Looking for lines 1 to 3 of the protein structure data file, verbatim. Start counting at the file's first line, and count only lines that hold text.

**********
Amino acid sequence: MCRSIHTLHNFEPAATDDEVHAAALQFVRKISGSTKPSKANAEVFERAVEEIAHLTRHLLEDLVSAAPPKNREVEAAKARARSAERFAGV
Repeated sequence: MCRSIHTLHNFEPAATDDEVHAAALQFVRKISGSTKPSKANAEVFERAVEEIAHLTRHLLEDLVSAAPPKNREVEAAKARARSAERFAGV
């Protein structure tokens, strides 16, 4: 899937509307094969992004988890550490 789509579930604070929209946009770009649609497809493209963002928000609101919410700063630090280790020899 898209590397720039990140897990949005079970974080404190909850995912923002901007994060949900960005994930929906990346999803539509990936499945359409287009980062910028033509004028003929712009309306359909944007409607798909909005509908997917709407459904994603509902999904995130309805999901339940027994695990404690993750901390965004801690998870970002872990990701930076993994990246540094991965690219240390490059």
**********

Amino acid sequence: MCRSIHTLHNFEPAATDDEVHAAALQFVRKISGSTKPSKANAEVFERAVEEIAHLTRHLLEDLVSAAPPKNREVEAAKARARSAERFAGV
Repeated sequence: MCRSIHTLHNFEPAATDDEVHAAALQFVRKISGSTKPSKANAEVFERAVEEIAHLTRHLLEDLVSAAPPKNREVEAAKARARSAERFAGV
């Protein structure tokens, strides 16, 4: 899937509307094969992004988890550490 789509579930604070929209946009770009649609497809493209963002928000609101919410700063630090280790020899 898209590397720039990140897990949005079970974080404190909850995912923002901007994060949900960005994930929906990346999803539509990936499945359409287009980062910028033509004028003929712009309306359909944007409607798909909005509908997917709407459904994603509902999904995130309805999901339940027994695990404690993750901390965004801690998870970002872990990701930076993994990246540094991965690219240390490059």